Use of white space can also be a helpful tool for drawing and directing a visitor’s eyes to certain content you want to focus on. If used effectively, you can build a rhythm with how a page’s layout is setup that directs people to your content and feeds them into staying on your website longer.
However you choose to use it, always make sure that its in service to your website and your brand as a whole. Just like with having too little white space, there is such a thing as too much of it as well.
Text formatting and hierarchy
Text hierarchy is the means by which content is distinguished to denote importance, or sections. Reading this article, or any article in the past decade really, you’ve probably already noticed this even if you didn’t know what it was called.
There are familiar labels that can be applied that can help establish a visual distinction to help readers understand content structure.
- H1: Usually reserved for titles, they are typically the largest block of text on a blog post
- H2: Your headings, which typically summarize the main point of the article section.
- H3: Sub-headings to break that main point down
- Body text which is the bulk writing for a blog or article.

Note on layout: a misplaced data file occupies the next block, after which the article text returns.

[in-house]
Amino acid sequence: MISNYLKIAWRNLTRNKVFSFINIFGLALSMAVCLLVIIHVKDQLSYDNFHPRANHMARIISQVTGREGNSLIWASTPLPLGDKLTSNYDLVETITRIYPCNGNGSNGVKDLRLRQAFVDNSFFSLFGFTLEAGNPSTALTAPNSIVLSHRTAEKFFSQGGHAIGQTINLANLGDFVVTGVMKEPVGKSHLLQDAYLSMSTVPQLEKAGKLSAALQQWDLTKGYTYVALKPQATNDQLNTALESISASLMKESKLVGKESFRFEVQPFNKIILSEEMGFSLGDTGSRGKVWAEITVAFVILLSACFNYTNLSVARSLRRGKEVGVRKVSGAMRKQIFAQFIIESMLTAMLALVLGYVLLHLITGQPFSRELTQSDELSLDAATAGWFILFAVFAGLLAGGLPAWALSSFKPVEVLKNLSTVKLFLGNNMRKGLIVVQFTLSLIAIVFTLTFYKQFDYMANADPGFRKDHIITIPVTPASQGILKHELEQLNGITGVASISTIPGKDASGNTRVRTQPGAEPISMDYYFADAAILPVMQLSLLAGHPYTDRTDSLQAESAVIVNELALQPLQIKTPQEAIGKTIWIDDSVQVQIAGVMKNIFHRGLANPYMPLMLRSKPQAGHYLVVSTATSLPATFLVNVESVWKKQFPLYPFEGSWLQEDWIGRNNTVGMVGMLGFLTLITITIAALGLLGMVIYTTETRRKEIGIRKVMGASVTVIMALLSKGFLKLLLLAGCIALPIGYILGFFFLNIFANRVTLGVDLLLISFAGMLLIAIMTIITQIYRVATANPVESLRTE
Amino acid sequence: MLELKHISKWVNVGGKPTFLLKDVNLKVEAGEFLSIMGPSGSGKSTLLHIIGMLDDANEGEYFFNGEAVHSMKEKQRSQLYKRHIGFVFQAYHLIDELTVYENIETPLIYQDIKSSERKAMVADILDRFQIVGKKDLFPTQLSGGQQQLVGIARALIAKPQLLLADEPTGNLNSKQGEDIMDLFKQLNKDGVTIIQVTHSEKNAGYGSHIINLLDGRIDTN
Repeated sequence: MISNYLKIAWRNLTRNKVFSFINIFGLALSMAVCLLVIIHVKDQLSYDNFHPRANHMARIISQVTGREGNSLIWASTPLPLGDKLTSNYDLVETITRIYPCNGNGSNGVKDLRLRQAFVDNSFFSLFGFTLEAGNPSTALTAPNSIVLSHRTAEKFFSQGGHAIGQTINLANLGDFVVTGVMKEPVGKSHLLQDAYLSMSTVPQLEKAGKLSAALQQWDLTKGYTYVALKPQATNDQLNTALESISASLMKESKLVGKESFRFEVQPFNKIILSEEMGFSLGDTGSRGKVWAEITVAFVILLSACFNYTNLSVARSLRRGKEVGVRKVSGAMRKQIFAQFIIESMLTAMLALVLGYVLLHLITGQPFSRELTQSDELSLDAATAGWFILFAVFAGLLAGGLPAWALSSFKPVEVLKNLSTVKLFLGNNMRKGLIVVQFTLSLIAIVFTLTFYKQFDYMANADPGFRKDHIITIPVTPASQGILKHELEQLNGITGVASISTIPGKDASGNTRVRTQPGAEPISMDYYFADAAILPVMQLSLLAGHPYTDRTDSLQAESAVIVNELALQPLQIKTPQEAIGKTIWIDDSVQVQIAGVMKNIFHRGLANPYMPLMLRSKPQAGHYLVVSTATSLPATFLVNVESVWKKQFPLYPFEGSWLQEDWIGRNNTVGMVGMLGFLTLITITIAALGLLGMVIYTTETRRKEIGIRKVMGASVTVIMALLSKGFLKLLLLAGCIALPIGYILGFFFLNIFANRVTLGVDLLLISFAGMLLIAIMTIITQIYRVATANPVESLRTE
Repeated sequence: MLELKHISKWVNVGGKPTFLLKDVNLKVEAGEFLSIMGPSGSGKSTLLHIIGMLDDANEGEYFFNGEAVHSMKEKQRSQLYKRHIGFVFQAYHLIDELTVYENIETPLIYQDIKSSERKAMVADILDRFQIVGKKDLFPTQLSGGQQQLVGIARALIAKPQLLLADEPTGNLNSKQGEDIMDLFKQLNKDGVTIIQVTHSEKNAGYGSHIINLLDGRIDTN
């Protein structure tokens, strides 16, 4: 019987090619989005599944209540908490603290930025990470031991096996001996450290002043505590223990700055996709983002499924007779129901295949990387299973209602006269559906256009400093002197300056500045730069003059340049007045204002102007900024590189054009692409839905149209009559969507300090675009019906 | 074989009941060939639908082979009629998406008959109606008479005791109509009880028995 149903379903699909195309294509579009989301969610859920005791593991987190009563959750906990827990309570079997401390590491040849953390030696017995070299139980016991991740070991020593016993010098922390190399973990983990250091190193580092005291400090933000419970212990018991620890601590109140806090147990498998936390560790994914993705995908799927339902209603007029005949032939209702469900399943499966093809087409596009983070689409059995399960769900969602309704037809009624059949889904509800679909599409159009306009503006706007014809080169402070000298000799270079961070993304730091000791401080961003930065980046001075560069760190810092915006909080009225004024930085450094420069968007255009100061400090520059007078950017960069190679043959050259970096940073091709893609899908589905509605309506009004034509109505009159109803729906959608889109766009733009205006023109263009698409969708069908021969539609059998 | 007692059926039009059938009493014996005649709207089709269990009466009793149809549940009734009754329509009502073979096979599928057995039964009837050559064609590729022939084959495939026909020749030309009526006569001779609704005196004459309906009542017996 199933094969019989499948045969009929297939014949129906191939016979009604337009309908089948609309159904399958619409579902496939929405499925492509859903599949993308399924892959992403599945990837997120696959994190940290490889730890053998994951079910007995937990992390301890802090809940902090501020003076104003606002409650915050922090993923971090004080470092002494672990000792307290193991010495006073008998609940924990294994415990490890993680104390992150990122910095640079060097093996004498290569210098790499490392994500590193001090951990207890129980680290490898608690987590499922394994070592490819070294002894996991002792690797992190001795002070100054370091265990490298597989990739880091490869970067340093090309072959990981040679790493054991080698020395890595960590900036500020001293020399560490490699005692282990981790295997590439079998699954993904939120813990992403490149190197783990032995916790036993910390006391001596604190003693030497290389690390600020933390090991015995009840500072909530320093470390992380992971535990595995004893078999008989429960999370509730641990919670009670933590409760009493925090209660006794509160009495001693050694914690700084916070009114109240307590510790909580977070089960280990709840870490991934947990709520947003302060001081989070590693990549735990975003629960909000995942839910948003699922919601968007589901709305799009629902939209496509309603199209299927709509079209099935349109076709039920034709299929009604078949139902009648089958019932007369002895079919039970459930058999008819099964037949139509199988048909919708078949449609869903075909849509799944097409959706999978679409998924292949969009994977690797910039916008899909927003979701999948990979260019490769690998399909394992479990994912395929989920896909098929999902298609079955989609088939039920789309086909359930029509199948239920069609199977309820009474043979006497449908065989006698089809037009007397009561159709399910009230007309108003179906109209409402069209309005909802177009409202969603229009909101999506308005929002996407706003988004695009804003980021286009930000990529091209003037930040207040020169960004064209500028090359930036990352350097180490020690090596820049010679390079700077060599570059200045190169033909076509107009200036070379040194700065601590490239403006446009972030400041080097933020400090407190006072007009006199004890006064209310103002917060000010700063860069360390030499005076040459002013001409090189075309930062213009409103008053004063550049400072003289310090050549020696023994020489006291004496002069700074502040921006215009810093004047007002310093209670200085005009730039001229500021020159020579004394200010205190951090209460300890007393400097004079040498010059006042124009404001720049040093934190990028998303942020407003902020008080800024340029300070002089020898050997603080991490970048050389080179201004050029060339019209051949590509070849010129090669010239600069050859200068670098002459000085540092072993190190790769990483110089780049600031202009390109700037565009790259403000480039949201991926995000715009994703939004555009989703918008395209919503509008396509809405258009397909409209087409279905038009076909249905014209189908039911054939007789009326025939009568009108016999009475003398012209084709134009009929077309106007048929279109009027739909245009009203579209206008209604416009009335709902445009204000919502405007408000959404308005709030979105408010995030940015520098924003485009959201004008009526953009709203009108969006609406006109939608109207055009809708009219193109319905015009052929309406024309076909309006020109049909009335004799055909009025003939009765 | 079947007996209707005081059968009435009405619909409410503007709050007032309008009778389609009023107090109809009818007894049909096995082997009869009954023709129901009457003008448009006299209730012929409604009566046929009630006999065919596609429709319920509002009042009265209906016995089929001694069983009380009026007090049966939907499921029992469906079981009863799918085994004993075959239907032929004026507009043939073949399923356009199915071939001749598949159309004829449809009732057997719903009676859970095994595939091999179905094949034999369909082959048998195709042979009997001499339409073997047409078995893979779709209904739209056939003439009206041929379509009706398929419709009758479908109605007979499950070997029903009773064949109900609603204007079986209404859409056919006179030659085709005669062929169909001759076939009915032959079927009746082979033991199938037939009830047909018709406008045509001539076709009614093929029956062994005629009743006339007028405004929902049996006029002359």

These help your reader to better understand and focus on what they are looking for in an article, as well as help to break up content into chunks, kind of like the chapters of a book. Additional text formatting like bullet points can also help create quick focus, as often times viewers are scanning for specific pieces of information.
It also helps to utilize things like height, weight, color, position, and font contrast to further establish visual hierarchy and make that information easy to parse. The easier you make it for people to get what they need, the more likely they are to want to keep coming back for when they are looking for that specific thing, or something similar in the future.
Keeping visual consistency
It doesn’t matter if your website has the most beautifully designed pages in the world if no one can figure out where things are on them page to page.